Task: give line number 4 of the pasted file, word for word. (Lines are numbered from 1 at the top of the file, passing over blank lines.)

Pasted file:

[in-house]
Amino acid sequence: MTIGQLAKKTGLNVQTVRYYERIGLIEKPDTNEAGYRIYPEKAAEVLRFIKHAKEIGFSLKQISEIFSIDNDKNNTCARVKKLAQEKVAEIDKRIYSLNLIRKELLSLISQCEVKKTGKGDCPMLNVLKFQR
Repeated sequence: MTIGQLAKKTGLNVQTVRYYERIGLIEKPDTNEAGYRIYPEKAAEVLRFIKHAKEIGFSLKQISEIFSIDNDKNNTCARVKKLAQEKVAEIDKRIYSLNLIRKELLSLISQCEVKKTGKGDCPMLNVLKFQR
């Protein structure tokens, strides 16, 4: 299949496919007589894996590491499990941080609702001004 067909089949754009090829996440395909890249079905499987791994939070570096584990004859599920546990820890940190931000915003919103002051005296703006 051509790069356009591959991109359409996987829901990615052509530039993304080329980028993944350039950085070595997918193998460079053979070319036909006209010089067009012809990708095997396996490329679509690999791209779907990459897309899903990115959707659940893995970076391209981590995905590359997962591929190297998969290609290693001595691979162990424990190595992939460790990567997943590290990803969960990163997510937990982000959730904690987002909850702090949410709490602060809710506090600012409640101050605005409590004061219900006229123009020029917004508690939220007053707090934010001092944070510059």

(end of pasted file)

């Protein structure tokens, strides 16, 4: 299949496919007589894996590491499990941080609702001004 067909089949754009090829996440395909890249079905499987791994939070570096584990004859599920546990820890940190931000915003919103002051005296703006 051509790069356009591959991109359409996987829901990615052509530039993304080329980028993944350039950085070595997918193998460079053979070319036909006209010089067009012809990708095997396996490329679509690999791209779907990459897309899903990115959707659940893995970076391209981590995905590359997962591929190297998969290609290693001595691979162990424990190595992939460790990567997943590290990803969960990163997510937990982000959730904690987002909850702090949410709490602060809710506090600012409640101050605005409590004061219900006229123009020029917004508690939220007053707090934010001092944070510059």